Tron Derezzes the Competition
By Kim Hollis and David Mumpower
December 19, 2010
With the holiday season in full swing, the movie industry delivered its usual December glut of quality releases into theaters, aiming to claim a piece of the huge holiday box office pie. Three new titles made their debuts, while a pair of others platformed into wide release. The end result is approximately $90 million worth of box office split five ways. As expected, the feature with the most impressive visual effects won the weekend, albeit with a total that will disappoint some.
Roughly a year ago when the first trailer for Tron Legacy was revealed, movie goers took notice of something that looked…shiny. Almost 30 years after the release of the original Disney spectacle that celebrated style over substance, there were not a lot of people clamoring for a sequel but the ones who were happened to be loud, repetitive and obsessed. After the relative triumphs of various Tron-related products such as videogames as well as the career re-ascension of Jeff Bridges, Disney warmed to the idea of trying to create a franchise from one of their most intriguing old school properties. After all, Tron had been a modest hit in 1982, earning $33 million or the 2010 ticket price equivalent of $84 million. With the right combination of splashy visuals, an IMAX-focused release could dominate at the box office.
Alas, Tron Legacy has fallen a bit short of the lofty expectations placed upon a $200 million production, at least in the short term. Tron Legacy is the number one film of the weekend, however, earning an estimated $43.6 million. That total reflects a lackluster per-location average of $12,634 from an ultra-wide release in 3,451 venues. In addition, this is only the 13th largest debut for the month of December. When Disney placed Tron Legacy on the holiday schedule, we sincerely doubt that their expectation was a mid-40s debut.
Still, there are some positives here. As BOP has repeatedly stressed over the years, December box office is its own unique entity with artificially depressed opening weekends followed by tremendous legs. Out of the 18 December releases that opened north of $35 million, 15 earned at least $200 million domestically. Only the word-of-mouth clunker Ocean’s Twelve and Marley & Me, a Christmas Day release, failed to reach the $180 million plateau. Among the prior dozen $40 million December debuts, each one has earned at least $200 million domestically. Effectively, what we can take from this information is that barring something unforeseen, Tron Legacy should be a wash for Disney on the domestic side with international receipts determining the project’s overall success or failure.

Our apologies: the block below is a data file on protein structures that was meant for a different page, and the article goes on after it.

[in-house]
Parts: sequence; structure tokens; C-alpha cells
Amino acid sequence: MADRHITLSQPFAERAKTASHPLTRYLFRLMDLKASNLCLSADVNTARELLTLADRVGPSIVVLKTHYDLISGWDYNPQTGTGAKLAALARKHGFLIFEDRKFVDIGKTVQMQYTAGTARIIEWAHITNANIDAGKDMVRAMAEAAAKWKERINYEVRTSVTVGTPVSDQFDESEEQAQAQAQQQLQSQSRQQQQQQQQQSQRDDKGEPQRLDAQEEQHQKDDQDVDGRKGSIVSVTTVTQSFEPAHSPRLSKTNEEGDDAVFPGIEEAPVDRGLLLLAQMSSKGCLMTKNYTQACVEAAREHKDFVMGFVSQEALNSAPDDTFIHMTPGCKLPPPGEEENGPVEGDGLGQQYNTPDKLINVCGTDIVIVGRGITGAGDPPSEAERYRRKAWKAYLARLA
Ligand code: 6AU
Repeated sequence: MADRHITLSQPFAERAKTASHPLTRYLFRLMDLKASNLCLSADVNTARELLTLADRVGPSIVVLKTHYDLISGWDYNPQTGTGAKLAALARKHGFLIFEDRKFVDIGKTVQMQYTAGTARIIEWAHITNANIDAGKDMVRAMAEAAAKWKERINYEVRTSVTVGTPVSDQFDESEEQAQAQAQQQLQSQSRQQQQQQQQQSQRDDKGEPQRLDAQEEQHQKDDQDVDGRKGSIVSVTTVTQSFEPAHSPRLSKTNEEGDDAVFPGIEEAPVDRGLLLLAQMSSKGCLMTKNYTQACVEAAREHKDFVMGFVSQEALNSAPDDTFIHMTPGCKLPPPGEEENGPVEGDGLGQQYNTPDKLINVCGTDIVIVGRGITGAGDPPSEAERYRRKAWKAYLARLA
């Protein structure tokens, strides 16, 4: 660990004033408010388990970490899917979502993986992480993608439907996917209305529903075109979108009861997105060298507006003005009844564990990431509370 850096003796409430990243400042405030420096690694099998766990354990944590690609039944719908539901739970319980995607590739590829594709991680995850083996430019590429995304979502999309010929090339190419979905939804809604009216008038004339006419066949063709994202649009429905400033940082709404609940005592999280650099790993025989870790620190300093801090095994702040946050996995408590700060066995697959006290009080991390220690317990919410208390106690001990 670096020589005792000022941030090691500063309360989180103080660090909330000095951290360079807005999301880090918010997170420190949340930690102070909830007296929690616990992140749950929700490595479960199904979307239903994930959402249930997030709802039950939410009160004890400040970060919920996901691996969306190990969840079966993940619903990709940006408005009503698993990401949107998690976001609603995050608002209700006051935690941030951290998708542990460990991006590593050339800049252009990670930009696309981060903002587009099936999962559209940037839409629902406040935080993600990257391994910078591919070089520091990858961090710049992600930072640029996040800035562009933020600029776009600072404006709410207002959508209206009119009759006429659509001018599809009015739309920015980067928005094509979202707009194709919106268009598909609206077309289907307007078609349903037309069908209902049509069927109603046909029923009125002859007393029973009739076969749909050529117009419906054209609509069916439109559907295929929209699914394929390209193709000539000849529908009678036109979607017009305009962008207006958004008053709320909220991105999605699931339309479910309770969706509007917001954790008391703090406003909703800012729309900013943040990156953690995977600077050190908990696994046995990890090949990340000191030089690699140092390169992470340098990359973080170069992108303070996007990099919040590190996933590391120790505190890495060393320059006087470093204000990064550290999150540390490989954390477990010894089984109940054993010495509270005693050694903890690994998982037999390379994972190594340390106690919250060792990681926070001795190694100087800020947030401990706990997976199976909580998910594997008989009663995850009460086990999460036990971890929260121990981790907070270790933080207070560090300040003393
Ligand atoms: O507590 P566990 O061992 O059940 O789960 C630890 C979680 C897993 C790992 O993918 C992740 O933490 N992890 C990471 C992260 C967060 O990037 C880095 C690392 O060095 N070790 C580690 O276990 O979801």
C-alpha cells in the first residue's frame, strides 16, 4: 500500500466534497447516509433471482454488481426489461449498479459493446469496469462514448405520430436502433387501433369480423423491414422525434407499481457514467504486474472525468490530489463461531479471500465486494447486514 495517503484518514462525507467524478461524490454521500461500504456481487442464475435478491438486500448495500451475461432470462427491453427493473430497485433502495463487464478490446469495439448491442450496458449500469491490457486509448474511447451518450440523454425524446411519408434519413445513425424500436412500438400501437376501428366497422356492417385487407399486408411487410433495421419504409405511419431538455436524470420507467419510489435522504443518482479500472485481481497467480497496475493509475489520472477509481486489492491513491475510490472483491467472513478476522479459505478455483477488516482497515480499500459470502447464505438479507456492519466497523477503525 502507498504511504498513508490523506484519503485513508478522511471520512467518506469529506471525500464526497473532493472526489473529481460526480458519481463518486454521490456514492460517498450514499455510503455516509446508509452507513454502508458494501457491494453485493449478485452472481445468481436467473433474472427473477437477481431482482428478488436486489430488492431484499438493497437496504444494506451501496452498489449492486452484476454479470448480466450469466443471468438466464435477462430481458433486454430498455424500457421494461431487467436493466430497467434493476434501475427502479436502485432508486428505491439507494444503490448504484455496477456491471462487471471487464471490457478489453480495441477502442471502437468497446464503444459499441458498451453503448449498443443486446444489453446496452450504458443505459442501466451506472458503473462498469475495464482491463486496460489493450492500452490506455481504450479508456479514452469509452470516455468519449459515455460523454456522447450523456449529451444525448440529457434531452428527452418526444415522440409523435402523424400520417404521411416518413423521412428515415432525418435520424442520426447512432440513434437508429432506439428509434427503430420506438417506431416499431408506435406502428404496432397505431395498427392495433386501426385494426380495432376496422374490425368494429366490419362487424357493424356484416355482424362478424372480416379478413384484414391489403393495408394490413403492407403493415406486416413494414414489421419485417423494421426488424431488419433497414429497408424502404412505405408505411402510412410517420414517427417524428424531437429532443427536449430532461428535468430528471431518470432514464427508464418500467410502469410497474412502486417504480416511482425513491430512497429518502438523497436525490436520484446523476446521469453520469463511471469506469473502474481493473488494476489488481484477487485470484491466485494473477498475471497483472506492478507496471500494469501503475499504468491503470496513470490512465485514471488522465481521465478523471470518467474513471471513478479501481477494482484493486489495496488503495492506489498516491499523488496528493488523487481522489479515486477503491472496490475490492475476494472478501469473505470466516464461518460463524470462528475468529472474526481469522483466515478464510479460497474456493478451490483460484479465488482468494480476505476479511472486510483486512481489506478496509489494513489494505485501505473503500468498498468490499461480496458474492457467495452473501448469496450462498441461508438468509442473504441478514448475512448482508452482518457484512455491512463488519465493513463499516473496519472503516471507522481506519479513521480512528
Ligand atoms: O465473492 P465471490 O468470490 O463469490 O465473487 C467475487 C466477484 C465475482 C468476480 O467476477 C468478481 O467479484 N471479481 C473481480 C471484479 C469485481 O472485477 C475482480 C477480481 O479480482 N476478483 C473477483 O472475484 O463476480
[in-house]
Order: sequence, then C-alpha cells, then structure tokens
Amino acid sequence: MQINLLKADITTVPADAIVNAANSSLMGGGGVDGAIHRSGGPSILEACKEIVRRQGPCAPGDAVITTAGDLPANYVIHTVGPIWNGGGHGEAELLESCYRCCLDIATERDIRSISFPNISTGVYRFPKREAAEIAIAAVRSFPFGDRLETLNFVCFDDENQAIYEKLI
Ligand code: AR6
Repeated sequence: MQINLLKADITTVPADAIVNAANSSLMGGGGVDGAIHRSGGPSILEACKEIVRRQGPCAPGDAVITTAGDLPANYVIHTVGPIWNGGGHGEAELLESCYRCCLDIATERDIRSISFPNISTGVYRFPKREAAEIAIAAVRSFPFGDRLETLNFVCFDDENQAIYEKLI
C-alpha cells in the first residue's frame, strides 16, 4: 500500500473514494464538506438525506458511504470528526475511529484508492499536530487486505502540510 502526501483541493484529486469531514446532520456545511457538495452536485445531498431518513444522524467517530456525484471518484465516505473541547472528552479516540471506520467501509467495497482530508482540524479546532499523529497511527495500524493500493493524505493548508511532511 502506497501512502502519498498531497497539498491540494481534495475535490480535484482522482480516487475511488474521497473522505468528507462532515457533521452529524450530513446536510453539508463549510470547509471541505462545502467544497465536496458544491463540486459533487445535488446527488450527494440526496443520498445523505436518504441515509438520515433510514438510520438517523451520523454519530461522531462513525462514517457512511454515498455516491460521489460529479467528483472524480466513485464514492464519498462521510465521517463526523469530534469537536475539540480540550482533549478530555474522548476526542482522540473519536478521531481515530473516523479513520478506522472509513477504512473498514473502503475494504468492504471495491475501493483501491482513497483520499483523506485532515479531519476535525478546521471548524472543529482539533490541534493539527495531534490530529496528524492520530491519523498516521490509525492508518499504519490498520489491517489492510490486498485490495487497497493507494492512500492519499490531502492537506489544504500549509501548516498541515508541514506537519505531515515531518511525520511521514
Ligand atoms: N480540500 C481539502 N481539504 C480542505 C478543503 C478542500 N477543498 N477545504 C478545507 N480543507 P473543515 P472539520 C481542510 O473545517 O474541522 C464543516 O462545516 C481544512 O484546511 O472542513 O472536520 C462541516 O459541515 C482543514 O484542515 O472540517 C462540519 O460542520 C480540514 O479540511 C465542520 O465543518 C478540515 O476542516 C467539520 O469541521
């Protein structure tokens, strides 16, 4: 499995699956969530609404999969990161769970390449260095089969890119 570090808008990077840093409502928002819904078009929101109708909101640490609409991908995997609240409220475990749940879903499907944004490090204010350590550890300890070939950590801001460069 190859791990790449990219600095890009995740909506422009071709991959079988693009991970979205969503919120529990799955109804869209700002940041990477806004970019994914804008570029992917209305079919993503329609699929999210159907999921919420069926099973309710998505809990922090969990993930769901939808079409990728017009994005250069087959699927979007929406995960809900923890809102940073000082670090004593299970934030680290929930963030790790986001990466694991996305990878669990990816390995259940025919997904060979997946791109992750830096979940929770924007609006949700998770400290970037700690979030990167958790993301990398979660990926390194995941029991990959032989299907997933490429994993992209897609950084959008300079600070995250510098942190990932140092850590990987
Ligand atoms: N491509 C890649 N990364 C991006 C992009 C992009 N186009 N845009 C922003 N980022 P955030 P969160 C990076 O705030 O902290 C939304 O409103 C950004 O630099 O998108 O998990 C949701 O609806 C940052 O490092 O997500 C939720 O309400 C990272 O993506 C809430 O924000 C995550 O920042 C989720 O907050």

For those of you wondering about Marley & Me as well as last season’s Sherlock Holmes, both of which had lesser multipliers relative to other titles in this discussion, please consider that each one was released on Christmas Day. That gave each film fewer December box office days to inflate their totals. The period from December 20th - 23rd is among the most lucrative on the entire schedule. Titles that lack that opportunity are de facto punished in terms of final box office. This is an issue that Tron Legacy will not face. The most likely comparison for it is King Kong, the 2005 Peter Jackson follow-up to Lord of the Rings that failed to captivate audiences as much as expected. If Tron Legacy suffers a similar fate, it would still be looking at final box office in the area of $190 million. So, most of the information on hand right now points to a draw. BOP will once again run the 12 Days of Box Office starting on Tuesday, so we will track the validity of this assertion into the New Year.